JUN 21, 2018 6:18 AM PDT

Can a Smartphone Diagnose Autism?

“There’s an app for that” is a common saying that shows how far technology has come. No matter what we need to do---avoid a traffic jam, order food, or edit photos--- it seems like it’s possible to just pull out a smartphone and get it done.

Health apps are particularly popular, with fitness trackers, weight-loss tips, and even ways to track blood sugar, chemotherapy side effects, and cardiovascular health. One specialized app claims to be able to screen children for signs of autism. Is it really possible to do this? A study from Duke University researchers says it’s a strong possibility.

First, it’s important to know that Duke Health developed the app and published the study about its effectiveness. It starts by asking for consent from caregivers and parents, who then fill out survey questions on behavior they see that they believe is troubling or questionable. The camera on a smartphone is used to collect videos of children while they watch specific movies that can sometimes produce behaviors unique to autism. The app was first released in 2015 and is available for both iOS and Android phones.

These videos are then sent to Duke Health servers which are set up with coding software and facial recognition algorithms. The software developed by Duke looks at facial expressions and parses these expressions into categories. In one example, there is a video of soap bubbles floating across a screen. Most young children would find that a happy image, or be interested in where the bubbles go. The app reads their expressions and then the data is fed into the algorithms. The software then takes the information provided by parents and caregivers and compares it to the child’s behavior. The results showed that parents who reported a high number of autism-like behaviors also had children who showed little or no joy while looking at videos like the bubbles.

The problem with current methods of autism screening, especially in very young children, is that it normally takes place in a clinical setting such as a therapist’s office or a lab. Children in their natural environments are much more at ease than in a lab or doctor’s office. This kind of evaluation is also not accessible for many families. Another common problem, the “observer effect” which posits that the act of observing something changes the outcome, also impacts results.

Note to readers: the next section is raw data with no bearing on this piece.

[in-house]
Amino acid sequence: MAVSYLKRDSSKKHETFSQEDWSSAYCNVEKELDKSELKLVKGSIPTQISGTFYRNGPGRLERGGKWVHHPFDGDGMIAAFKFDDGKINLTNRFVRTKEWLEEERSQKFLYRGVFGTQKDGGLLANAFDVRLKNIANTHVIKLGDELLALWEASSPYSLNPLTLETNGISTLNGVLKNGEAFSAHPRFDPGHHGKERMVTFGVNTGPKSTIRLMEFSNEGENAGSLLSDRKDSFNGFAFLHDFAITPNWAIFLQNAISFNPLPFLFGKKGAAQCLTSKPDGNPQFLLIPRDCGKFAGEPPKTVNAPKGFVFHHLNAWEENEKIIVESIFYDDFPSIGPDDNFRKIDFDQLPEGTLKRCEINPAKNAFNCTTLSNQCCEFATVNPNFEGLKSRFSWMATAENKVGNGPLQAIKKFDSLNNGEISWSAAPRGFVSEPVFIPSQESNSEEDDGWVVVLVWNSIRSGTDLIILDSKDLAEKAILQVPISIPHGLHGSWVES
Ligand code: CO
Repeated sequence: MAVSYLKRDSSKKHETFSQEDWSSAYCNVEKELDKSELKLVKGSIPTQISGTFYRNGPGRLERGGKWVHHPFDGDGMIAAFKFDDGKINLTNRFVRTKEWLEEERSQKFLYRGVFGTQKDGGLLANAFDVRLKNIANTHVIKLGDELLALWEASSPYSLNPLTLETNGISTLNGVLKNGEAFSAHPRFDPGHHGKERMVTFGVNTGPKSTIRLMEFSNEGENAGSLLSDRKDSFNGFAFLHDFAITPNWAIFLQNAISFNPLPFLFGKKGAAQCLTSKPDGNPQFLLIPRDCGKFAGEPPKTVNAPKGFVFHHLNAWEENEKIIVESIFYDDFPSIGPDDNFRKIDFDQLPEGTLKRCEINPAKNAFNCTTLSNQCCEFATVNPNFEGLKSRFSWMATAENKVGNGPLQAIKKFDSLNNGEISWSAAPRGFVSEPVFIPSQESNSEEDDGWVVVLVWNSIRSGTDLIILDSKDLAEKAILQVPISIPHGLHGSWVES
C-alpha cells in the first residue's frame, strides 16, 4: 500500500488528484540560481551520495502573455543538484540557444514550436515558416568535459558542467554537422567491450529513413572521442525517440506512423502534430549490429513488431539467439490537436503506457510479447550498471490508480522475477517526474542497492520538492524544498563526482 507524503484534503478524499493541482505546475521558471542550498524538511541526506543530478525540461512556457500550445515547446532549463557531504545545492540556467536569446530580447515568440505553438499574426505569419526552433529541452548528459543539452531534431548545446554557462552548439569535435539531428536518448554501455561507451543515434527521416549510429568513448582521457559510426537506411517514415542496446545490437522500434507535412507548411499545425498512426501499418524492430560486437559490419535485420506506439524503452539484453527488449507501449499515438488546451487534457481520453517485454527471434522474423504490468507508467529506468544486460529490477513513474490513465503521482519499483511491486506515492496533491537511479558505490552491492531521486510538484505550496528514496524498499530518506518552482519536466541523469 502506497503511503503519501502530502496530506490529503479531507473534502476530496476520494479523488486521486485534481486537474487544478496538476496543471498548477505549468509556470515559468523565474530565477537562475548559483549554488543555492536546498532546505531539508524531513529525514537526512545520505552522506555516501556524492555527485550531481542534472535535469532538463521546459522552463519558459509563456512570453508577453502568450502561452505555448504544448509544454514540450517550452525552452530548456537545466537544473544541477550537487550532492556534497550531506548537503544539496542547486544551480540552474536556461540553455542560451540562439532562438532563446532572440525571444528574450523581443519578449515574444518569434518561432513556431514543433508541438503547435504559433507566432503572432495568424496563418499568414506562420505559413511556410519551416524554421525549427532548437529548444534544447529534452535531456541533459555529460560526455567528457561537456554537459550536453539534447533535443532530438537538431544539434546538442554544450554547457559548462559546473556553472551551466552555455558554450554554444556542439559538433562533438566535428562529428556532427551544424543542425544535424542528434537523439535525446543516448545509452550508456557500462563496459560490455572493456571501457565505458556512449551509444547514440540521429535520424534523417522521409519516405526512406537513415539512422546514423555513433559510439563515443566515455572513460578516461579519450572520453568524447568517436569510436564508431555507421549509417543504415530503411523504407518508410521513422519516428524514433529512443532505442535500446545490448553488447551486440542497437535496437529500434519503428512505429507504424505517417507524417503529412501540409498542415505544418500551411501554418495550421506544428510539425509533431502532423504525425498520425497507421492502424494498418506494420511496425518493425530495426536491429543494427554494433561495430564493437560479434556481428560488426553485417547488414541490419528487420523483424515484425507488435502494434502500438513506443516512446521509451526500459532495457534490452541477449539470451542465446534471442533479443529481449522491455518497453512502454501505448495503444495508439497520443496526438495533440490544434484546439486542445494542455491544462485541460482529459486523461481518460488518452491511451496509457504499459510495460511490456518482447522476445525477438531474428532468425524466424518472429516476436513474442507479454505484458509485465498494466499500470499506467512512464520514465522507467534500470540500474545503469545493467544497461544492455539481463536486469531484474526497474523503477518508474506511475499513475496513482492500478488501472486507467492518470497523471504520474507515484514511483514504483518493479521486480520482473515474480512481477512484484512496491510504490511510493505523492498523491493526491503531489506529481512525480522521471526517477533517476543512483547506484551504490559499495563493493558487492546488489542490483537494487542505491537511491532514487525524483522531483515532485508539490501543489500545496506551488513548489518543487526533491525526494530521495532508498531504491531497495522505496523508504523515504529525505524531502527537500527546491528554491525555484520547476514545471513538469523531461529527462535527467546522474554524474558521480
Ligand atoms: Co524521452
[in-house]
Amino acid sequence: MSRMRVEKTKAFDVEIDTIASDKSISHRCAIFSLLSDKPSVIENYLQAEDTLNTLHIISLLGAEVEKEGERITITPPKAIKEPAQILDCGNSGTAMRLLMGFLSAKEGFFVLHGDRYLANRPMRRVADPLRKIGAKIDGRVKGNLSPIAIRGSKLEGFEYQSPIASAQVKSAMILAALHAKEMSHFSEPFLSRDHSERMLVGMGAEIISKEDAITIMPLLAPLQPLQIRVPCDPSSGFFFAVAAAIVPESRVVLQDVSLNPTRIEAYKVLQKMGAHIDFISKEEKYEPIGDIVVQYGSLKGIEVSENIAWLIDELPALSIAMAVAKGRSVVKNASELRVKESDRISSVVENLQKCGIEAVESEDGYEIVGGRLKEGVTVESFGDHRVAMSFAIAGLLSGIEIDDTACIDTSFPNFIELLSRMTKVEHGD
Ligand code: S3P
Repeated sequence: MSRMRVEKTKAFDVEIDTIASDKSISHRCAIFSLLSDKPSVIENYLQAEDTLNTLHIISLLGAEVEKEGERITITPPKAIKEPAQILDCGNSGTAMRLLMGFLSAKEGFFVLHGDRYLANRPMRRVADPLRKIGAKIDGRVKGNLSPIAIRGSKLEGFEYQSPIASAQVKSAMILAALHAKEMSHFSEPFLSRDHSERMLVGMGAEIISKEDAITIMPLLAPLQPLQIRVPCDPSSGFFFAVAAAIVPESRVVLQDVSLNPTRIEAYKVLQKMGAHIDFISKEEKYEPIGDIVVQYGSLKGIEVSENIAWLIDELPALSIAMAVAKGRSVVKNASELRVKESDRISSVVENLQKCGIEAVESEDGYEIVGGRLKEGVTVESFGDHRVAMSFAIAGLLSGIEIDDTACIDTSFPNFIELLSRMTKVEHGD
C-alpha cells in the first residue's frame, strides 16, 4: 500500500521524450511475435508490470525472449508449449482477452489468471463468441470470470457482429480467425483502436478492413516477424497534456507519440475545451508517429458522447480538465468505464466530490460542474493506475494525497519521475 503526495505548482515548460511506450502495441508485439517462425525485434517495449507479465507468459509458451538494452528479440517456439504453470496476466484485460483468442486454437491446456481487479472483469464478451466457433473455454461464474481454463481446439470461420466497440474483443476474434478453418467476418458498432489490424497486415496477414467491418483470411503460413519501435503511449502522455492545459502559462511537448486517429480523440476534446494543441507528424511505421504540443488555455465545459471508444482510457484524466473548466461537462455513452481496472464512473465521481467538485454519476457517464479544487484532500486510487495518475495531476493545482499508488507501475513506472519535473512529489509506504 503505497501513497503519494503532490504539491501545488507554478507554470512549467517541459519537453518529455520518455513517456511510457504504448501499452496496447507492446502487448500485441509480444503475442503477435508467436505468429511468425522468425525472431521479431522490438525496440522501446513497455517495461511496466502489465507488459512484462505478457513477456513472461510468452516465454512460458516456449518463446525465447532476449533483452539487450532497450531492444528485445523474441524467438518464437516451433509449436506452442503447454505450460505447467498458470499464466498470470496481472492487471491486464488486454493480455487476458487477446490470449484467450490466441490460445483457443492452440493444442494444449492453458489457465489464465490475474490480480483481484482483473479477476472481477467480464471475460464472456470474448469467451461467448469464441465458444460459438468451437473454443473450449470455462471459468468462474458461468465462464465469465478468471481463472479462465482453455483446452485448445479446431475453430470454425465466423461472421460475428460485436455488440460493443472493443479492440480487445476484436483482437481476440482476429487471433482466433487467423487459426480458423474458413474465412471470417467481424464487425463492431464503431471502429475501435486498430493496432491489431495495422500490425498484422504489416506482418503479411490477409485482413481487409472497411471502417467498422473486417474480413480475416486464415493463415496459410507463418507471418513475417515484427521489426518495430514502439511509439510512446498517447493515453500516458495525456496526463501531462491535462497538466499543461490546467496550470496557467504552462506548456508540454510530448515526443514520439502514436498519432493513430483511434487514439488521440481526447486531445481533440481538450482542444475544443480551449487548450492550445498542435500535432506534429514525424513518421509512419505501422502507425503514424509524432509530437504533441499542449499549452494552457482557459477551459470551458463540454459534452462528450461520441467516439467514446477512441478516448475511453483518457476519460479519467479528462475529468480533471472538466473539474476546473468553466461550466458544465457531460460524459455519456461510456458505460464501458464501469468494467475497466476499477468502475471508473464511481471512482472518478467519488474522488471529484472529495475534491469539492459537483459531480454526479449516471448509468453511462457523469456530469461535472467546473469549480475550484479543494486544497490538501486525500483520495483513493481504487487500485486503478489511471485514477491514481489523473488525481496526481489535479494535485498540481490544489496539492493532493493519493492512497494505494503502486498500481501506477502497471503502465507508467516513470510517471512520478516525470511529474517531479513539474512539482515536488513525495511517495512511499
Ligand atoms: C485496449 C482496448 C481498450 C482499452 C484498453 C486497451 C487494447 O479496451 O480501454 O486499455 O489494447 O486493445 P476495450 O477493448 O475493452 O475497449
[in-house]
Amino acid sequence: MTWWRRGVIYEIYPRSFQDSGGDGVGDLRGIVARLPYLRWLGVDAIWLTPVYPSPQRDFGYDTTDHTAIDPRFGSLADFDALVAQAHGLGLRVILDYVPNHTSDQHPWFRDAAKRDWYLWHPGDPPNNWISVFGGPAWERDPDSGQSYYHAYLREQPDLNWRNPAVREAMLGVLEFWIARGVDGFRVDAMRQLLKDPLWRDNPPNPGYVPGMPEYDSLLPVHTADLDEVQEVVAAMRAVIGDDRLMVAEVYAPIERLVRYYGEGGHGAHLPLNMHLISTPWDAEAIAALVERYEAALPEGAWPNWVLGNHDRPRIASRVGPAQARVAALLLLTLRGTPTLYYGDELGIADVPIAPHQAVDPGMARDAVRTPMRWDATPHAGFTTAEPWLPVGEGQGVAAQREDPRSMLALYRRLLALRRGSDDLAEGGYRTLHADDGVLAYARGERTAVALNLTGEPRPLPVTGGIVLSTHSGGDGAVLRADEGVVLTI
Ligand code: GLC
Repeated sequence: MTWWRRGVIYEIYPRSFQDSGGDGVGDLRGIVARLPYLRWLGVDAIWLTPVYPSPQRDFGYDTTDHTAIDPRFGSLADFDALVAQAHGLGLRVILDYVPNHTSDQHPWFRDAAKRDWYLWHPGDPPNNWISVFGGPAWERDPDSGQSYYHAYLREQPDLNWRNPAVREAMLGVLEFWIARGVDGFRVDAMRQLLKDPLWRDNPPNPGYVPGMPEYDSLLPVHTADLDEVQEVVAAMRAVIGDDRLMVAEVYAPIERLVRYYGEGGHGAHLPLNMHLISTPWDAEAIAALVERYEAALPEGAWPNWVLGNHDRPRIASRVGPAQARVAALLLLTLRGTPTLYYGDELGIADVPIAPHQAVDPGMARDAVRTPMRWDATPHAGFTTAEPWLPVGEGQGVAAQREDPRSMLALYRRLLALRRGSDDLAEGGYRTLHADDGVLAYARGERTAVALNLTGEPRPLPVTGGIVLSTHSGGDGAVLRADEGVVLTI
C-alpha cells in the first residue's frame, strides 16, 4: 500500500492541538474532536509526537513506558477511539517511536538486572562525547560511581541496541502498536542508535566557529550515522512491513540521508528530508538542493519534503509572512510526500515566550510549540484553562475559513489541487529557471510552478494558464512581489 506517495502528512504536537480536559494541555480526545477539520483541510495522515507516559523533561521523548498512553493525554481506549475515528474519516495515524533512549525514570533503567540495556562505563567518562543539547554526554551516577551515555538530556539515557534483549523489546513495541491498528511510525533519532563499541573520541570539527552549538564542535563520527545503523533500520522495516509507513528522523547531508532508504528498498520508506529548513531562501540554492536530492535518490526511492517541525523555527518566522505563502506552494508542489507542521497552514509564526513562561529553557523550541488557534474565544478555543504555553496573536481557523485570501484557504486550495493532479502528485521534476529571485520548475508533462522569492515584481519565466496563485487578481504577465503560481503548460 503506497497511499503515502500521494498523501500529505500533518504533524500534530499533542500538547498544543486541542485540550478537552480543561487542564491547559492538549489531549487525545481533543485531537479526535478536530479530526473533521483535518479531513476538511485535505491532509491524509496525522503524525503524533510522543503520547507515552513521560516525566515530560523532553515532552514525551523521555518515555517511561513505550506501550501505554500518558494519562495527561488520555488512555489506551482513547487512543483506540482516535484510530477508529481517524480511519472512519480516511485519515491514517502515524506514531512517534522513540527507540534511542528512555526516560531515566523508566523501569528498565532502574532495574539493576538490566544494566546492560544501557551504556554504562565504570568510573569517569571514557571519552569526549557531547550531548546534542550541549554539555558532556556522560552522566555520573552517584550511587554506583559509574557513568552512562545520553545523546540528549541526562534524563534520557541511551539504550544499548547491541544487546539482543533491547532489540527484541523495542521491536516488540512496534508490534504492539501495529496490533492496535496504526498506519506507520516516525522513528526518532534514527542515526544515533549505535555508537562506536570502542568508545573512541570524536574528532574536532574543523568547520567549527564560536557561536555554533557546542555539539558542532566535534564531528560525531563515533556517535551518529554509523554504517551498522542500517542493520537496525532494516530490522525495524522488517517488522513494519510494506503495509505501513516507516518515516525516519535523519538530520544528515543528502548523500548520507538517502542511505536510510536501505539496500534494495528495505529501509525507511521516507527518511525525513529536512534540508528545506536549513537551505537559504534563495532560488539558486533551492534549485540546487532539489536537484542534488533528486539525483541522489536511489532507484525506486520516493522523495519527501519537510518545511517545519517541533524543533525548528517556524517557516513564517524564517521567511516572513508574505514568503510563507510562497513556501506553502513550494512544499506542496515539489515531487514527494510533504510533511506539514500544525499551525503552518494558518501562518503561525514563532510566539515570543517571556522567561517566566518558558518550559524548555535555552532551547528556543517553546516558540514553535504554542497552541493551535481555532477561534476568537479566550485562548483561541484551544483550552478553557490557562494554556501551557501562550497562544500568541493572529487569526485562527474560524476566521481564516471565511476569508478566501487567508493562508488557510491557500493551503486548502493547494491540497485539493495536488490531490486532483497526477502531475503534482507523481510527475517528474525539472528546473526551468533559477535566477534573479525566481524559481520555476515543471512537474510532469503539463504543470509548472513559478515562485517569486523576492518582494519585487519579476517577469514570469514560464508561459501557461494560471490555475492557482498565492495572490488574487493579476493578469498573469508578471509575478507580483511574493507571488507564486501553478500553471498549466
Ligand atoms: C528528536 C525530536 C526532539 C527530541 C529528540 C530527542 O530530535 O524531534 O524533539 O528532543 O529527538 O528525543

The app was downloaded more than 10,000 in one year. There were 1,756 families who participated in the Duke study. Together they completed 5,618 surveys and contributed 4,441 uploaded videos. Of those videos, usable data was extracted from 88% of submissions. Geraldine Dawson, Ph.D., Director of the Duke Center for Autism and Brain Development was the co-leader of the study. She explained, “This demonstrates the feasibility of this approach. Many caregivers were willing to participate, the data were high quality and the video analysis algorithms produced results consistent with the scoring we produce in our autism program here at Duke." Check out the video from Duke about the study, to learn more about how two professors developed a way to help families navigate autism.

Sources: Duke University  Autism Speaks  Nature Digital Medicine

About the Author
  • I'm a writer living in the Boston area. My interests include cancer research, cardiology and neuroscience. I want to be part of using the Internet and social media to educate professionals and patients in a collaborative environment.
You May Also Like
NOV 30, 2019
Genetics & Genomics
NOV 30, 2019
Depression is Not Caused By Genetics
Since the discovery of DNA, attributing the cause of illnesses to genetic reasons became trendy. Depression was no exception- with hundreds of studies havi...
DEC 08, 2019
Neuroscience
DEC 08, 2019
How living in Extreme Environments Affects the Human Brain
Scientists had suspected for some time that living in extreme environmental conditions- such as in harsh climates and in social isolation- may have adverse...
DEC 29, 2019
Cell & Molecular Biology
DEC 29, 2019
How close are we to a simple blood test for Parkinson's Disease?
Parkinson’s Disease (PD) alters nerve cells in the brain that produce the neurotransmitter dopamine. Famously regarded as the “happiness”...
DEC 31, 2019
Neuroscience
DEC 31, 2019
How PTSD Develops in the Mind
Close 1 in 4 people who experience severe trauma develop Post Traumatic Stress Disorder (PTSD). Now, a recent study has identified how these traumatic expe...
FEB 03, 2020
Cell & Molecular Biology
FEB 03, 2020
Brain Organoids May Not be Living Up to the Hype
Cells can be grown in special ways to create three-dimensional, miniature models of organs. But how good are they?...
FEB 11, 2020
Neuroscience
FEB 11, 2020
The Gut: Your Second Brain
It turns out, "going with your gut" may be a more scientifically concrete phrase than we thought. The gut actually houses its own nervous system,...
Loading Comments...